Why this journey?

I've been retired now for over a year. Husband has been sick but is now doing quite well with new pacemaker. I continue to knit and knit and crochet. Recently I became friends again with my sewing machine so you will see some of those projects, too. Thanks for reading.

Monday, December 5, 2011

Row 16 -- count the stitches

There are only 48 stitches on my needle.  It's a wonderful pattern, another one of Whit's Knits, the Checkerboard Lace Shawl.  This designer does a wonderful job showing and writing the pattern.  The stitches in this one are simple; it's a 20 row pattern repeat (with 10 'rest rows'); the result is delicately lacy.

Here's the work-in-progress.  Using the second ball of that magnificent yarn spun by friend, Darliss, a variegated wool/silk blend.
Darliss' spun wool/silk with size 6US needles.
Pattern by Whit's Knits.

Row 16 -- I spent at least 30 minutes knitting and un-knitting that row, counting the stitches to discover I had 46, or 47, but No!  Not the required 48.  Can you see the little safety-pin things near the needle?  These are markers to tell me that, after re-examining the results of Row 16 I have omitted two yarn-overs.  The YO (yarn-over) is the way to add stitches.  Next to the YO's are the get-rid-of-stitches-on-purpose technique.  In this pattern all the add-stitches are cancelled out by the get-rid-of-stitches, so at the end of every row -- yes, every row -- you should expect to have the same 48 you started with.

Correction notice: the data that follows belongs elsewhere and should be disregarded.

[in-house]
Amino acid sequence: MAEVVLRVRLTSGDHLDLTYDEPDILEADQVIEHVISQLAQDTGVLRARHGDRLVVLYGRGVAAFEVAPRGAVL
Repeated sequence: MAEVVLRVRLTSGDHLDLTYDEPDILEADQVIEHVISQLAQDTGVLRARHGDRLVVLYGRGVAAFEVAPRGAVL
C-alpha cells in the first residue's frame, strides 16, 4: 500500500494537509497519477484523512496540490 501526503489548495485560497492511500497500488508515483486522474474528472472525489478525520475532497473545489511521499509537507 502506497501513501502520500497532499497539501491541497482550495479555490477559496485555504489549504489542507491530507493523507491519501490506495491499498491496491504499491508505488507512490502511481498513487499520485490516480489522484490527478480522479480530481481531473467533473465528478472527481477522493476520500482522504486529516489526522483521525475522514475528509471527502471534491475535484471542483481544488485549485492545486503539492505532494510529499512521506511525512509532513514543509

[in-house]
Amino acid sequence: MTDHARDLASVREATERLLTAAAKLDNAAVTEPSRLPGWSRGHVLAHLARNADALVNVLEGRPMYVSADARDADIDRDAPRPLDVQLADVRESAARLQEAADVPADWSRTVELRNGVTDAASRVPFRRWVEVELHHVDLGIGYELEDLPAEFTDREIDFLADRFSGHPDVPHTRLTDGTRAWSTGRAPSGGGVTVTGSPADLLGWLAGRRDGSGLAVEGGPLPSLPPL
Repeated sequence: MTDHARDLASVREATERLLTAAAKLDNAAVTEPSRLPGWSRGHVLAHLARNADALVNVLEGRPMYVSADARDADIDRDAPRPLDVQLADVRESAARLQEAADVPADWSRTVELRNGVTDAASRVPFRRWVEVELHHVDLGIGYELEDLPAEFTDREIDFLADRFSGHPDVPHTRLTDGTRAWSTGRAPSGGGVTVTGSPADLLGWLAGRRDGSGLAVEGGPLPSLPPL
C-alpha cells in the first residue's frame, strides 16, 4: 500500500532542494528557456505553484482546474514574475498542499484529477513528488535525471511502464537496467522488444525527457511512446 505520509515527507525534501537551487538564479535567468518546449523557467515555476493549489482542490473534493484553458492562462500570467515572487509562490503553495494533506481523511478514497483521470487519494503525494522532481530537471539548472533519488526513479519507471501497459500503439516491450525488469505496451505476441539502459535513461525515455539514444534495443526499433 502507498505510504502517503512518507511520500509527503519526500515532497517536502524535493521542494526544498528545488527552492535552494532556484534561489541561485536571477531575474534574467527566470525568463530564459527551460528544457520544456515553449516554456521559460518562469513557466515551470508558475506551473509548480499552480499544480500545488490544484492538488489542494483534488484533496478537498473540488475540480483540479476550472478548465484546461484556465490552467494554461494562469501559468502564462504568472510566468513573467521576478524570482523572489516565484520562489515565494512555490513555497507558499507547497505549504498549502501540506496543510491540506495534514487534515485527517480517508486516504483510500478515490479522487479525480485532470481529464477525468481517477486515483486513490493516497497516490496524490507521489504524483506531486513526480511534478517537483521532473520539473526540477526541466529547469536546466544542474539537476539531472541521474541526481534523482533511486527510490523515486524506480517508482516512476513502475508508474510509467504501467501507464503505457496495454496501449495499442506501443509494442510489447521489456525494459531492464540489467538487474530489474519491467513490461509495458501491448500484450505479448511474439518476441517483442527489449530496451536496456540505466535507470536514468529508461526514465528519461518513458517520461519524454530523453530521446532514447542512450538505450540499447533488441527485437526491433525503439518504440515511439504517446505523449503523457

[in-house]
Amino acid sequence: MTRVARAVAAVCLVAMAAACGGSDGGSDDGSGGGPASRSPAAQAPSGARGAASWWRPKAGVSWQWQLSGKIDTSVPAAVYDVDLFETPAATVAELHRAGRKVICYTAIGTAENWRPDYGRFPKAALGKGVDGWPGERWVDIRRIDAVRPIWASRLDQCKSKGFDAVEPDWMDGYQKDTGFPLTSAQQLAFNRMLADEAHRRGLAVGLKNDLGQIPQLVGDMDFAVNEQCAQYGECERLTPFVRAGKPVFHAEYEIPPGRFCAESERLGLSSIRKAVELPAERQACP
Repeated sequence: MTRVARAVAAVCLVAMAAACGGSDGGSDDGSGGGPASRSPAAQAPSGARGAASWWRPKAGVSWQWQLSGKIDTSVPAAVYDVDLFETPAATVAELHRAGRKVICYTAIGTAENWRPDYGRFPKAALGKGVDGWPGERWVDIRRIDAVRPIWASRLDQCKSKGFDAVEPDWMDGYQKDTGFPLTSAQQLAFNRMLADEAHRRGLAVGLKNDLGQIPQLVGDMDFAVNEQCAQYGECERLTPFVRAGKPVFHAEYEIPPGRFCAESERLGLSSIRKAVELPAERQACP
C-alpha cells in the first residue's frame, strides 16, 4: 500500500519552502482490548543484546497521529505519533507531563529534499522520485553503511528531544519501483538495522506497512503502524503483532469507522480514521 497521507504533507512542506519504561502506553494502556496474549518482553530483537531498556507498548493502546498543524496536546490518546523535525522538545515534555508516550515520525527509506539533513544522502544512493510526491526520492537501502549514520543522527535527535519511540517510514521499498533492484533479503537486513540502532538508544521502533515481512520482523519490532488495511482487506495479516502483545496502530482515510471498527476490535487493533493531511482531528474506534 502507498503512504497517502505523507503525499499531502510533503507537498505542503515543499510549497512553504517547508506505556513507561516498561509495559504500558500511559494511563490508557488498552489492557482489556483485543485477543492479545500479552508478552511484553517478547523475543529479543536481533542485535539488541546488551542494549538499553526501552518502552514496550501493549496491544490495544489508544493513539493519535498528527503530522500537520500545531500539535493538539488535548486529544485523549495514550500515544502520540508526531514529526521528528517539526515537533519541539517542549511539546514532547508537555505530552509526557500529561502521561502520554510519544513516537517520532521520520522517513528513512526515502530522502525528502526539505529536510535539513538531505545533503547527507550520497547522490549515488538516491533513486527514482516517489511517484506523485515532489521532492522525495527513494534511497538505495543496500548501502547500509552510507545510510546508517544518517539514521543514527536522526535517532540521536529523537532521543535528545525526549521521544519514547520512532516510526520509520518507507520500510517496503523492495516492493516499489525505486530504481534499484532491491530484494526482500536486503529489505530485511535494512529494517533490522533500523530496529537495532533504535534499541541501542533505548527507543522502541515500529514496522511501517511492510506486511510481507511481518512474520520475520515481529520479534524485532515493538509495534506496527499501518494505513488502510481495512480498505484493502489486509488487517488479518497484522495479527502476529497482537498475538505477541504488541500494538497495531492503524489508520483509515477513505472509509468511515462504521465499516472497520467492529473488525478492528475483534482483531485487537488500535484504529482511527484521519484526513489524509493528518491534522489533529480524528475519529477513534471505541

The big red "X" means I was sloppy in the translation
from words to code.  And the mistake was in Row 14, not Row 16
These lessons can be wearying, though valuable:  It's seldom this moment that's the difficulty; it's more likely the choice made earlier whose consequences are now appearing.  I think I'm on track now.  I'm counting more often and paying much closer attention to each right side row, hoping to minimize future consequences (knitting back, throwing the entire thing into the garbage, screaming uncontrollably, you get the idea.)

I'm afraid I may have discouraged you from trying this pattern.  Don't let my own sloppy approach keep you from a delightful and easy lace experience.  Here's the link again:   Checkerboard Lace Shawl.

One last picture to show the scope of the project.  There's the pattern (my coded version, Whit's Knits uses words), the trusty red pencil, the fixer thing with the two crochet hooks, markers to indicate missed stitches.  And the most essential of all -- a fine yarn and some comfortable needles.

Here's hoping you find your way back when you need to.  If you take up knitting you'll get lots of practice.

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